I woke up earlier than I expected yesterday. I work at night. So, I don’t usually get up until about 10am. I slept well, but maybe I’m getting used to sleeping at the new place. After going through a box and finding my bathroom scale. I heard my mom come back from her walk with my sister. I also heard the pitter patter of kid feet. So, I went up to say hello.
After I climbed the stairs from the basement, my mom saw me first and said hello. Then, my 11 year old niece turned around quickly and said “You scared me. It looked like you had a woman’s face”. I stopped quickly and let out a little nervous laugh. I think my mom then quickly asked if I had slept well.
Now, I’m going to use a word that I’ve hesitated to use concerning this transition. But, I think I’m getting to a point now, that I can say it out loud. In the past, I’ve gotten down right paranoid in my concern about people knowing about my gender dysphoria. But, as time goes on, I’ve seen people successfully transition and I’ve talked to them about how they handle life’s challenges. And a certain amount of my fear has faded once I established some peace with self acceptance.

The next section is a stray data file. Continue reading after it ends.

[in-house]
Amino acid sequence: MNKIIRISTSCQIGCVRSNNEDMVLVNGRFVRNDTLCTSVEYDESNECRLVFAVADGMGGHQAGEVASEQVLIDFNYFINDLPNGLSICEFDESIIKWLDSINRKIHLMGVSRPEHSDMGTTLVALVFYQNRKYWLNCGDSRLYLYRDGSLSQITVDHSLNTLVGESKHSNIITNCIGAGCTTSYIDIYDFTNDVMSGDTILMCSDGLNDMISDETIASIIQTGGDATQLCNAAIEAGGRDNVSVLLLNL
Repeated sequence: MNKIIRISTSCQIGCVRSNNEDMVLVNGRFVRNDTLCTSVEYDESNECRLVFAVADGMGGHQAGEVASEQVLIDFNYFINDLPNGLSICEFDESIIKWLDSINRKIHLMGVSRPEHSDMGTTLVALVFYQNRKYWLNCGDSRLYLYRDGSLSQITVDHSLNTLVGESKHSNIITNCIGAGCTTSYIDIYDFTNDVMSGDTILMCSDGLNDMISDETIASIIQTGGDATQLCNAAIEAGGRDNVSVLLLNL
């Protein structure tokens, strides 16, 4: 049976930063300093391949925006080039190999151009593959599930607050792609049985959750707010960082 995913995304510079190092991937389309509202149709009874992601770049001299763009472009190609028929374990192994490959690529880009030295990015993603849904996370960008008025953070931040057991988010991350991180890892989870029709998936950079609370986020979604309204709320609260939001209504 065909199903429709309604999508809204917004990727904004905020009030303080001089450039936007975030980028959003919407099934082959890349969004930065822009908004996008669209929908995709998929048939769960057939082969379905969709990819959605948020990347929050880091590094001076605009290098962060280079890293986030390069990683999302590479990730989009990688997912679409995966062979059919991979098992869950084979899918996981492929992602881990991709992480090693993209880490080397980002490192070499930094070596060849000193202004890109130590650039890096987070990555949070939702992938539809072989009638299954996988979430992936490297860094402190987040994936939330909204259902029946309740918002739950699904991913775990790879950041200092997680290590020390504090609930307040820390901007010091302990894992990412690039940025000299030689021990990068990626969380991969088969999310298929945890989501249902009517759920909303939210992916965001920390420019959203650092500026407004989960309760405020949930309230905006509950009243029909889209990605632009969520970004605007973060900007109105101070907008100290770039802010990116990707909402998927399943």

But, that doesn’t mean that I need to have a conversation with my young niece and nephews. I respect that these are not my kids. And when the time comes to tell them, it is not my call. My sister and her husband will handle that. Thankfully, direct questions have not come yet. And they probably won’t for some time.
I don’t know what my niece saw that I don’t see. Was it my long hair and me approaching from the corner of her eye that made her say that? I don’t know. I shrugged it off as a silly comment from a kid. We both smiled at each other and laughed. Not a big deal.
I put it in the same category as getting mistaken for a woman by a waitress as she approaches our table. This happened a couple of years ago while I was out having dinner with my mom at an Applebee’s. We had just sat down and the waitress walked up behind me. She said “What can I get for you ladies?” It was a simple mistake. And when she saw my face, she became very apologetic. I laughed as if it happened all the time and insisted that she shouldn’t feel bad.
I’m sure there are times as people approach me in their car as I’m riding my bike, they might assume I’m a girl just by the fact that all they see is my long hair. Up until recently, I have had to wear a jacket or sweatshirt. I’m also wearing a helmet and sunglasses. I’m hunched over, so they can’t really see the outline of my body. And I have shaved legs.
I can’t be responsible for how people see me right now. Although, I would like to be in a position of passing as female on a daily basis. I know that without facial surgery and the effects of more hormones, it’s not going to happen in the short term. Until then, I’ll treasure the happy accidents.